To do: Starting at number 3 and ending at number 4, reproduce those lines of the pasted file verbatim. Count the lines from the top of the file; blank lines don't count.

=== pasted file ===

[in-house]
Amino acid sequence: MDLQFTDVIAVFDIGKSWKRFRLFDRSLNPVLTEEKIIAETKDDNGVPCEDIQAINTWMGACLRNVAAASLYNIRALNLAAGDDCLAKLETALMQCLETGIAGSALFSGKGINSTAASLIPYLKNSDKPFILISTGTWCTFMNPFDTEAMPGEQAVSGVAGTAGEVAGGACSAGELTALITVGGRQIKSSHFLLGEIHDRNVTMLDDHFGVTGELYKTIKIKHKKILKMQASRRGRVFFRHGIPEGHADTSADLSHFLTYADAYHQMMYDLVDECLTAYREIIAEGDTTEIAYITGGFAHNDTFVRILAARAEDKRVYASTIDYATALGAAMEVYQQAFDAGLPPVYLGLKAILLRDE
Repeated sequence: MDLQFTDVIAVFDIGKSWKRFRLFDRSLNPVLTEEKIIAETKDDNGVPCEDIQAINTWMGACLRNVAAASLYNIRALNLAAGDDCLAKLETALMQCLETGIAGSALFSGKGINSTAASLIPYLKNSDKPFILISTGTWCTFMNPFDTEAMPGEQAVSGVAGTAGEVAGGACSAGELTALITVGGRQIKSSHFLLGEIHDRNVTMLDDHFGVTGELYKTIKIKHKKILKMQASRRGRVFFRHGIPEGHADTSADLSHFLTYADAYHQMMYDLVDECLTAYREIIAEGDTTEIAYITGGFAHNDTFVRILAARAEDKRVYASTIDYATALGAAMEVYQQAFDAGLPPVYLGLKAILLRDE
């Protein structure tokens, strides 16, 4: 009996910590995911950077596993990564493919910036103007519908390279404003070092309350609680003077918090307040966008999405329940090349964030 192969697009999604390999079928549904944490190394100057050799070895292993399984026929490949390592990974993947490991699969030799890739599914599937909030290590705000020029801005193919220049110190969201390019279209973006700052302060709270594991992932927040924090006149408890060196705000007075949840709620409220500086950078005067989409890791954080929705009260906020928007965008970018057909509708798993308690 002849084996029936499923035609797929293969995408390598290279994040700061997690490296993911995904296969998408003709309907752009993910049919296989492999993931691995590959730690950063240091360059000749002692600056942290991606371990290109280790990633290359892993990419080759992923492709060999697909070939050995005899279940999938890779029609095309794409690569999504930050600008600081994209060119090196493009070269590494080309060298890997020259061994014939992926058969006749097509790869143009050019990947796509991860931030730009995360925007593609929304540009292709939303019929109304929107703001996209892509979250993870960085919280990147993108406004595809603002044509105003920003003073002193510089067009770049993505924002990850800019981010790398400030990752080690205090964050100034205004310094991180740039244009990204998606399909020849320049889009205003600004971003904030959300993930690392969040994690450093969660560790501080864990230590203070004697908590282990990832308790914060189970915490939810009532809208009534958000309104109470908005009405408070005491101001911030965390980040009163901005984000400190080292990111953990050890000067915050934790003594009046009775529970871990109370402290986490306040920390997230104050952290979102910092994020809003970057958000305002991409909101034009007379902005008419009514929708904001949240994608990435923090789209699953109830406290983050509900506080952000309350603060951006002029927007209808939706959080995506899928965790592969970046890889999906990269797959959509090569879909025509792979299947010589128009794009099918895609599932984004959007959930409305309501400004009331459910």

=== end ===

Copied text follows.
Repeated sequence: MDLQFTDVIAVFDIGKSWKRFRLFDRSLNPVLTEEKIIAETKDDNGVPCEDIQAINTWMGACLRNVAAASLYNIRALNLAAGDDCLAKLETALMQCLETGIAGSALFSGKGINSTAASLIPYLKNSDKPFILISTGTWCTFMNPFDTEAMPGEQAVSGVAGTAGEVAGGACSAGELTALITVGGRQIKSSHFLLGEIHDRNVTMLDDHFGVTGELYKTIKIKHKKILKMQASRRGRVFFRHGIPEGHADTSADLSHFLTYADAYHQMMYDLVDECLTAYREIIAEGDTTEIAYITGGFAHNDTFVRILAARAEDKRVYASTIDYATALGAAMEVYQQAFDAGLPPVYLGLKAILLRDE
């Protein structure tokens, strides 16, 4: 009996910590995911950077596993990564493919910036103007519908390279404003070092309350609680003077918090307040966008999405329940090349964030 192969697009999604390999079928549904944490190394100057050799070895292993399984026929490949390592990974993947490991699969030799890739599914599937909030290590705000020029801005193919220049110190969201390019279209973006700052302060709270594991992932927040924090006149408890060196705000007075949840709620409220500086950078005067989409890791954080929705009260906020928007965008970018057909509708798993308690 002849084996029936499923035609797929293969995408390598290279994040700061997690490296993911995904296969998408003709309907752009993910049919296989492999993931691995590959730690950063240091360059000749002692600056942290991606371990290109280790990633290359892993990419080759992923492709060999697909070939050995005899279940999938890779029609095309794409690569999504930050600008600081994209060119090196493009070269590494080309060298890997020259061994014939992926058969006749097509790869143009050019990947796509991860931030730009995360925007593609929304540009292709939303019929109304929107703001996209892509979250993870960085919280990147993108406004595809603002044509105003920003003073002193510089067009770049993505924002990850800019981010790398400030990752080690205090964050100034205004310094991180740039244009990204998606399909020849320049889009205003600004971003904030959300993930690392969040994690450093969660560790501080864990230590203070004697908590282990990832308790914060189970915490939810009532809208009534958000309104109470908005009405408070005491101001911030965390980040009163901005984000400190080292990111953990050890000067915050934790003594009046009775529970871990109370402290986490306040920390997230104050952290979102910092994020809003970057958000305002991409909101034009007379902005008419009514929708904001949240994608990435923090789209699953109830406290983050509900506080952000309350603060951006002029927007209808939706959080995506899928965790592969970046890889999906990269797959959509090569879909025509792979299947010589128009794009099918895609599932984004959007959930409305309501400004009331459910």